So aside from WTF does the IOC still want to play quasi-autonomous state by getting observer status with the UN, it's also a bit of a clanger to have one of the old gang from Juan's day popping up in such a supposedly pivotal role. :unsure:

Unless Jacques is using this role to sideline a potential power broker and as a subtle means to wean CONI and the Italian's influence off the 2020 bid race ;)

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  • 1 year later...

IOC, UN and World Leaders Join Forces Against Deadly Diseases

(PRWEB) September 20, 2011

Speaking to a special session of the UN General Assembly, IOC President Jacques Rogge urged world leaders to expand the role of sport organisations in the fight against noncommunicable diseases (NCDs).

The high-level meeting at the UN headquarters in New York (USA) brought together heads of state and governments; delegates from UN Member States; representatives from civil society; and heads of UN agencies to address a health risk that ranks as the leading cause of death worldwide. At least 63 per cent of all deaths are linked to heart attacks, strokes, cancers and other NCDs.


President Rogge outlined the many ways the Olympic Movement promotes healthy lifestyles. The IOC’s Sport for All Commission is at the forefront of efforts to encourage physical activity at all levels. One of the Commission’s initiatives - the annual Olympic Day celebration on 23 June - has proven to be an effective way to get young people more active in countries around the world.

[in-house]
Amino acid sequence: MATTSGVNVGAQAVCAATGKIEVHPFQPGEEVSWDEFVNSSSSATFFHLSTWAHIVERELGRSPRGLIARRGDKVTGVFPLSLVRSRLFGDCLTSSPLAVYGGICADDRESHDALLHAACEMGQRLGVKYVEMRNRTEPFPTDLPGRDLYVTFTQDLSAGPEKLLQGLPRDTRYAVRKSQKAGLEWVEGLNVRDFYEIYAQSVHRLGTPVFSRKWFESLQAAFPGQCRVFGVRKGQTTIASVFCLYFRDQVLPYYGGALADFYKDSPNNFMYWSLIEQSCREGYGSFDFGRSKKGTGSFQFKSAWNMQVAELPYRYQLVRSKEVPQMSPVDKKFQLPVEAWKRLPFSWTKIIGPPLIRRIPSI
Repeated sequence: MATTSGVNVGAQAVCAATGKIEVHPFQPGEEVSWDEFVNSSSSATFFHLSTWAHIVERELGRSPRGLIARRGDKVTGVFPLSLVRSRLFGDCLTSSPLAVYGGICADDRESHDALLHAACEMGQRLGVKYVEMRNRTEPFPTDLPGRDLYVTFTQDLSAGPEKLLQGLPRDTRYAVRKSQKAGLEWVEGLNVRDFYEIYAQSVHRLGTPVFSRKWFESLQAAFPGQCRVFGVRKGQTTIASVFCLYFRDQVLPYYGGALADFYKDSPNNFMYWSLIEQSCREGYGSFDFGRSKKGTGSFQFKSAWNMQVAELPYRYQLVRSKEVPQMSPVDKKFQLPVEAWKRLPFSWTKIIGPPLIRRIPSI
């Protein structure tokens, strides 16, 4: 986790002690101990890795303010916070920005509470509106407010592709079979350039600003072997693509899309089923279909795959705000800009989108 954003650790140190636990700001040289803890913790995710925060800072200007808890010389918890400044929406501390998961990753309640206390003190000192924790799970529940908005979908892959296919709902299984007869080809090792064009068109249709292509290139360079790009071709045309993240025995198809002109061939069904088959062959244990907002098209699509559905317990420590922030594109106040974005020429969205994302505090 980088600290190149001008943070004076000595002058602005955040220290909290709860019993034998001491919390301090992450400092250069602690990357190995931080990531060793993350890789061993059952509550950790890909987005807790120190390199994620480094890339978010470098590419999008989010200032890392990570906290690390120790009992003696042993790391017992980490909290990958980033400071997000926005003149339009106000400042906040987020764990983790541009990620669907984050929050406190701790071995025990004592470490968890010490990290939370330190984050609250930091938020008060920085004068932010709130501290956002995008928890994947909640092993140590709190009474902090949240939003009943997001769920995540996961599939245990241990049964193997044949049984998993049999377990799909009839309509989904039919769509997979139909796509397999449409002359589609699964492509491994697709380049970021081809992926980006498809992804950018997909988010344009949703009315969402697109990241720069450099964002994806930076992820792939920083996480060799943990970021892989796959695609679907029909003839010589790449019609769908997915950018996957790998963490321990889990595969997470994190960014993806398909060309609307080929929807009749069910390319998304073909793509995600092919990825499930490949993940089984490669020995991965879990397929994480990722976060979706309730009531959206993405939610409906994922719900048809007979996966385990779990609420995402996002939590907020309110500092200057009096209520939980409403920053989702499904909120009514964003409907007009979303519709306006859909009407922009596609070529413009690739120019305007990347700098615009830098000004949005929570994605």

To help put sport to work against NCDs, the IOC President urged meeting participants to:

* Advocate for more safe and accessible public spaces for physical activity and sport.

* Build new partnerships with sectors beyond sport — transport, finance, urban planning, industry and others — to expand the impact of sport in urban areas.

* Work with government authorities and educators to increase the amount of time that students devote to physical education.

* Encourage the development of sports infrastructures and sports organisations.

It was President Rogge’s first appearance before the General Assembly since the IOC gained official UN Observer status in late 2009.

“Many Member States and United Nations agencies or programmes understand the value of sport in promoting development, sustainability, health and the objectives of the Millennium Development Goals. Encouraging others to integrate sport into those efforts will bring us closer to making our goals a reality,” he said.

President Rogge’s visit to New York came on the eve of the 14th World Conference on Sport for All in Beijing (China), a high-level summit to promote best practices and share new ways to encourage physical activity, especially among young people.


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Speaking to a special session of the UN General Assembly, IOC President Jacques Rogge urged world leaders to expand the role of sport organisations in the fight against noncommunicable diseases (NCDs).

Just as long as he makes sure the athlete's village is well stocked with condoms.

Seriously, though. What's the IOC got to do with disease control?

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  • 4 weeks later...

UN General Assembly approves Olympic Truce for London Games

Maintaining a tradition rooted in ancient Greece, the United Nations General Assembly today called on nations around the world to observe an Olympic Truce for the 2012 London Games.

The UN Truce resolution, entitled “Building a better world through sport and the Olympic ideal”, also urged nations to support the International Olympic Committee “in its efforts to promote peace and human understanding through sport.” The General Assembly has approved a similar resolution before every edition of the Games since 1993.

The modern Olympic Truce was inspired by similar agreements that allowed competitors and spectators to travel safely to the ancient Olympic Games in Greece.

“The Olympic Truce is one small step for mankind, yet one giant leap for humanity,” Mario Pescante, the IOC’s Permanent Observer to the United Nations, told the General Assembly before the vote, paraphrasing the first words uttered on the moon.